Kohl’s, a major US retailer, has made significant strides towards sustainability. With over 1,000 of its stores equipped with on-site solar panels, Kohl’s has worked towards carbon-neutral operations. This initiative not only helps reduce greenhouse gas emissions but also aligns with their corporate sustainability goals, positioning them as a leader. 


Walmart has been a prominent player in renewable energy adoption, with ambitious goals to be powered entirely by renewable energy. By 2016, Walmart had installed 145 megawatts of solar capacity, making it one of the top corporate solar installers in the US. This initiative has not only helped reduce their carbon footprint but also resulted in cost savings and enhanced their public image.


Apple has committed to using 100% renewable energy for its facilities worldwide. The tech giant’s new campus in Cupertino, California, is powered by one of the largest on-site corporate solar installations globally. Apple’s investment in renewable energy is part of its broader strategy to reduce its ecological footprint and promote environmental sustainability. This commitment has improved Apple’s brand reputation and aligns with consumer expectations for sustainable business practices. 

Group V

Group V, a transportation company, transitioned to renewable energy by converting a significant portion of its fleet to bioethanol trucks and semi-trailers. This move was supported by a green loan from BNP Paribas, which provided favourable terms due to the alignment with the EU Taxonomy for sustainable activities. This transition has helped Group V reduce greenhouse gas emissions and improve operational efficiency, showcasing the financial and environmental benefits of adopting renewable energy. 

Bar One Clothing

Bar One Clothing, a Scottish garment wholesaler, improved its sustainability through the Zero Waste Scotland programme. They secured an interest-free loan to implement energy-efficient measures, including LED lighting and low-voltage distribution boards. These changes not only reduced their energy bills but also cut greenhouse gas emissions by an estimated 9.5 tonnes annually. This initiative highlights the cost savings and environmental benefits of investing in renewable energy and energy efficiency.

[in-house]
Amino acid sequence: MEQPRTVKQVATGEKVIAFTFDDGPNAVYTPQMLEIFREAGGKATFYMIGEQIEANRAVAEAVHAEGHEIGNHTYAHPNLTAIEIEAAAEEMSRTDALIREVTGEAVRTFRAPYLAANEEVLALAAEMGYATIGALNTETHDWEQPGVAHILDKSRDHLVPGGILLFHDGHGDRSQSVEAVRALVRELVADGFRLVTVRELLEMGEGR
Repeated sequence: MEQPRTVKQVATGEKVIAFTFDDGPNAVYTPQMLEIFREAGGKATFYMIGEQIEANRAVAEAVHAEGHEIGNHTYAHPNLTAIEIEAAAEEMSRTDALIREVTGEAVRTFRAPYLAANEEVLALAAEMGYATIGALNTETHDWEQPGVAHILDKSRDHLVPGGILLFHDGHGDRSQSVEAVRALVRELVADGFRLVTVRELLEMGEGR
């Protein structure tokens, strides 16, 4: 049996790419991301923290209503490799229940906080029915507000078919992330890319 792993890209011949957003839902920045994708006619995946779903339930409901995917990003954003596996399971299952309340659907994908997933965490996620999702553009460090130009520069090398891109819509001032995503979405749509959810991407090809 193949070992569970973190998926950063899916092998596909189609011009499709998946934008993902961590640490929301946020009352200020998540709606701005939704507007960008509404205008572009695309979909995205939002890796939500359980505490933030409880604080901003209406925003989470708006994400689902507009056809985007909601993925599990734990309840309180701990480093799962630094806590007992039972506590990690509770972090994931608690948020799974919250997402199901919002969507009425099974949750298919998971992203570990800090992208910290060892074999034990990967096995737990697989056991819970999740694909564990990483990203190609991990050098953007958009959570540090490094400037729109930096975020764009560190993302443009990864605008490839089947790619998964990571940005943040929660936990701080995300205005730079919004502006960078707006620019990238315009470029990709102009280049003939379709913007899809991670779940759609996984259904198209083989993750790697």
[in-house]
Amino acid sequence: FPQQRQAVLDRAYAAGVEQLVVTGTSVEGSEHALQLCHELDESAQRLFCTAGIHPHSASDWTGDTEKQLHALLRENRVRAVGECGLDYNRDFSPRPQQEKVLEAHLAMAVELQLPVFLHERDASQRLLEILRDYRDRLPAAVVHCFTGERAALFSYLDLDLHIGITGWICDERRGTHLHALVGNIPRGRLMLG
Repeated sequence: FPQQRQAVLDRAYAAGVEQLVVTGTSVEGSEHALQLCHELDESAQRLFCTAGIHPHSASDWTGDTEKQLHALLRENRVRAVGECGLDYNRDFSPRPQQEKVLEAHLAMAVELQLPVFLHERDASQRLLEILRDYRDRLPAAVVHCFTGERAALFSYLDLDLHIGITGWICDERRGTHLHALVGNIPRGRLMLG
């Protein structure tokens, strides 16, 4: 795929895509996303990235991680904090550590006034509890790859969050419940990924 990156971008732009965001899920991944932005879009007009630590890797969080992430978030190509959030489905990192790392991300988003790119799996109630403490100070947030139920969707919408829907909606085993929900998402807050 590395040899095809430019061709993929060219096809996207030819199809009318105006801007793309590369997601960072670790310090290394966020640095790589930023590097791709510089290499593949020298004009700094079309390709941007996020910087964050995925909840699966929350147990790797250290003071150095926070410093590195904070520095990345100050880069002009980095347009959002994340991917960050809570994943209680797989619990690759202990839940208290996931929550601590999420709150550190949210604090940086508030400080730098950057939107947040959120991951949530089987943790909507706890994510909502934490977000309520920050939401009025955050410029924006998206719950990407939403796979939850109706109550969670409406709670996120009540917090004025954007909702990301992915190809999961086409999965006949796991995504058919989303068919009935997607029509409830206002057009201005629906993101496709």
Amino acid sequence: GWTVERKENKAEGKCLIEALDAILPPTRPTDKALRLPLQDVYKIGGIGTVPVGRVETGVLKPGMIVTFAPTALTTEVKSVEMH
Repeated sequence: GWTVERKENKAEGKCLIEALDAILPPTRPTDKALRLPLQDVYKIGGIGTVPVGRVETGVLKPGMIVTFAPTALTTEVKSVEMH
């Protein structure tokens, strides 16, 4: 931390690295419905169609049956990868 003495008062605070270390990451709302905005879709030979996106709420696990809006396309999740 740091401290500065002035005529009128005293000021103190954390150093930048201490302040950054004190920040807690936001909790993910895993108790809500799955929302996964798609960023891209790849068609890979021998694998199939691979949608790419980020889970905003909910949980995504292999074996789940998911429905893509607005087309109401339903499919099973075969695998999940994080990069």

Factors that limit the use of renewable energy

Renewable energy has the potential to be a vital solution to the pressing worldwide challenges of energy security and climate change. However, it is important to recognise that some challenges with renewable energy hinder its widespread adoption.

For one thing, renewable energy sources are subject to fluctuation because they depend on weather conditions and perform better at certain times during the day. This intermittency can present challenges to grid stability. In addition, renewable energy costs have reduced significantly in the past number of years, but the initial capital investments are still considerable. 

Moving beyond costs, the transition to clean energy also requires extensive infrastructure development. This would include expanding transmission networks to connect population centres and remote renewable resources. Finally, there is the risk that renewable energy projects would face some opposition due to concerns surrounding noise or visual impacts. 


Renewable energy sources are not just good for the planet but have a host of other benefits such as improved health, affordable, democratic, and possessing the potential to create jobs. According to the Center for Climate and Energy Solutions, renewables made up 29 percent of electricity generation in 2020, and much of this came from hydropower. In 2023, this figure increased to 30 percent. Although this represents we still have a long way to go, it also signifies the good news that there is a growing appetite for renewables.